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Li Jin

Human Evolutionary Genetics, Bioinformatics

President of Fudan University

Academician of the Chinese Academy of Sciences

About The Author

Jin Li (Chinese: 金力; born 1963) is a Chinese geneticist and academic administrator, currently serving as president of Fudan University since 2021. Jin joined Fudan University from the University of Cincinnati in 2003 to serve as dean of the Fudan University School of Life Sciences. He previously served as the university's executive vice president from 2019 to 2021, vice president from 2007 to 2019, and dean of the Graduate School from 2007 to 2011. Jin is a professor at the National Human Genome Center and Fudan's Institute of Genetics, both in Shanghai. He is the principal investigator of East Asian populations for the Genographic Project which collects DNA samples to map historical human migration patterns around the world.

Jin was born in Shanghai. He earned bachelor's and master's degrees in genetics in 1985 and 1987 respectively, both at Fudan University, where he was a student of Tan Jiazhen. He then moved to the United States to earn his doctorate at the University of Texas Health Science Center at Houston, graduating in 1994. Jin was doing postdoctoral research at Stanford University that year when Tan, by then 86 years old, made a trip to the United States specifically to visit Jin to discuss the development of biology research in China and to offer him a position at Fudan. Jin eventually took up a part-time position at Fudan in 1997 before returning to China full-time in 2005. He served as dean of Fudan's School of Life Sciences until 2008.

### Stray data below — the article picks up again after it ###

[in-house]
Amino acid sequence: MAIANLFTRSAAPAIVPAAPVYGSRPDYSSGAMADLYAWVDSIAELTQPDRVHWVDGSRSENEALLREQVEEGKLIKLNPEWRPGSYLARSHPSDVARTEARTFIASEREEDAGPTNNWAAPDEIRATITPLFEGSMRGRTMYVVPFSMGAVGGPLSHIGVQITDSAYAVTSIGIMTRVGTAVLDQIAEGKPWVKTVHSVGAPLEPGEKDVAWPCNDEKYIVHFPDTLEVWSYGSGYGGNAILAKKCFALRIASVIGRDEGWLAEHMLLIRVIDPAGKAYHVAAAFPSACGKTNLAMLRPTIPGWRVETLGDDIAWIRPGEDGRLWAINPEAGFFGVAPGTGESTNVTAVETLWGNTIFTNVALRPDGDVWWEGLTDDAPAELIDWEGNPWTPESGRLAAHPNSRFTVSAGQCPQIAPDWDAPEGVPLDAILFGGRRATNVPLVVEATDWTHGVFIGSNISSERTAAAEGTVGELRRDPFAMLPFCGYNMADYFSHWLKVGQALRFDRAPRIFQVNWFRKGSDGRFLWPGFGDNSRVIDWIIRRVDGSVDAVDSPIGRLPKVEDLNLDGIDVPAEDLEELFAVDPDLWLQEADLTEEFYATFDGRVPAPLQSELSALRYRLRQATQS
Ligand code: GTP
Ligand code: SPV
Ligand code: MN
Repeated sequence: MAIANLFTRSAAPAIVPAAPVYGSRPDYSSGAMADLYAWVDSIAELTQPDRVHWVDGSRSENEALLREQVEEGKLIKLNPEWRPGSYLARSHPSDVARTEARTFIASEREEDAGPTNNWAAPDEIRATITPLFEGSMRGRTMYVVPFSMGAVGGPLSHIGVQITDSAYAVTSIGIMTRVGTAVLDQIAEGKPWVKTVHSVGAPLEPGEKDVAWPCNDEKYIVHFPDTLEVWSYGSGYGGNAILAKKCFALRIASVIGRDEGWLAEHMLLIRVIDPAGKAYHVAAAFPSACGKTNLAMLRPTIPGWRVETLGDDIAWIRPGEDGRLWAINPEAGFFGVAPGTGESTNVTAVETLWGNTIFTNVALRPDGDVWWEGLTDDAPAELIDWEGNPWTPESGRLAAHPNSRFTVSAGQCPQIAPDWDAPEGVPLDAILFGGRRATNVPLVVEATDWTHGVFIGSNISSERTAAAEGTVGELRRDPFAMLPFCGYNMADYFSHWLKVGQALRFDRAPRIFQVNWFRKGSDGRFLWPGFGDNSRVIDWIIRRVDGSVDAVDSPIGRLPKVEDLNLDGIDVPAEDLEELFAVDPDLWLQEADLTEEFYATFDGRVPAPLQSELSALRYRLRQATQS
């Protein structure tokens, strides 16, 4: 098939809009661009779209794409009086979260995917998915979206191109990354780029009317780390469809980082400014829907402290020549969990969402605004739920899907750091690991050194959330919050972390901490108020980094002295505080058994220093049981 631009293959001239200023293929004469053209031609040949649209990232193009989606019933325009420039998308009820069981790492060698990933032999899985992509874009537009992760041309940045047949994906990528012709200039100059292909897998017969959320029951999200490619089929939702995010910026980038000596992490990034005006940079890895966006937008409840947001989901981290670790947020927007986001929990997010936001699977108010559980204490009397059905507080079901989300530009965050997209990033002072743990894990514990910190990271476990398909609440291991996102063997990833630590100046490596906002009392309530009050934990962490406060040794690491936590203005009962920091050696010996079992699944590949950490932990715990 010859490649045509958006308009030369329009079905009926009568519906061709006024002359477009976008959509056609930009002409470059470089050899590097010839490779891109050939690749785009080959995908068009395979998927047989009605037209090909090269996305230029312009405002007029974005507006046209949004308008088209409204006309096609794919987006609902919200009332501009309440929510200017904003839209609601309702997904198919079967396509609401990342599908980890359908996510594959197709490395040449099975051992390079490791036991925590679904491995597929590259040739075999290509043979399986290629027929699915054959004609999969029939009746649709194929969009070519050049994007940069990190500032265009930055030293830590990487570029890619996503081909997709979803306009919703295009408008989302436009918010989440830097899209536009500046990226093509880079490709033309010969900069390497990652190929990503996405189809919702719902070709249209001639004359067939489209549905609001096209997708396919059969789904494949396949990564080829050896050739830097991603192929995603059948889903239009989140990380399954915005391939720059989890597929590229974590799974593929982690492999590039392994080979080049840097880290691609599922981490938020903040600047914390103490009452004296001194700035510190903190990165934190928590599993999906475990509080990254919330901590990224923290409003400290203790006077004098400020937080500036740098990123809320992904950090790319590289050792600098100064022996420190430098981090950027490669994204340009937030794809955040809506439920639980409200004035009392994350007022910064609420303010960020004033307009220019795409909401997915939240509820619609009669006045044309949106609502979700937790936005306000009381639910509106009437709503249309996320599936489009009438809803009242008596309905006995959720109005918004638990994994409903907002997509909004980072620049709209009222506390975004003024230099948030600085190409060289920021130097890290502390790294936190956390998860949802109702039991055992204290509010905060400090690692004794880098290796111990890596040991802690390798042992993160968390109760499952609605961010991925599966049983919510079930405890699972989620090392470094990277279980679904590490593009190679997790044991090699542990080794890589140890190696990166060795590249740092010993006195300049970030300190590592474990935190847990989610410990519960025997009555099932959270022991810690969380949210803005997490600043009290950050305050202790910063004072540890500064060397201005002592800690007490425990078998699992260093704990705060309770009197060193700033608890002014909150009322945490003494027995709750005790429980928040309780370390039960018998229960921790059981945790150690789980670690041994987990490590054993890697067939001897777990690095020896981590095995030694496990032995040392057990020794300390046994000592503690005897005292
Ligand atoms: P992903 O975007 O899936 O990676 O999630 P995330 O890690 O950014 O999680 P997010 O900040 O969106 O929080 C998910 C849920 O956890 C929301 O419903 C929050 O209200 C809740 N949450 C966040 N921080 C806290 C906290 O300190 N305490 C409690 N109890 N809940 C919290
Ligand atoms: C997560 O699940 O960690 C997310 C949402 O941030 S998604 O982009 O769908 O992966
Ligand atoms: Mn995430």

Jin is a leading proponent of the model of recent African origin of modern humans. His research presented evidence that the majority of the gene pools in China originated from Africa. His team analyzed the Y chromosomes of males around China and compared this group with those of Southeast Asians and Africans. Results of the analysis suggested that Southeast Asia was the first destination of the migration from Africa to Asia which began approximately 60,000 years ago; from there, migrants moved into Southern China, then crossing the Yangtze River to Northern China. He "could not find any evidence that is consistent with the hypothesis of independent origin in China" in the 1998 study which used genetic markers called microsatellites to compare Chinese populations. He stated that while his research does not necessarily rule out independent origin, the burden of proof has been shifted to those who believe in independent origin. The findings contrast with the hypothesis that the Peking Man was the ancestor of Chinese people.

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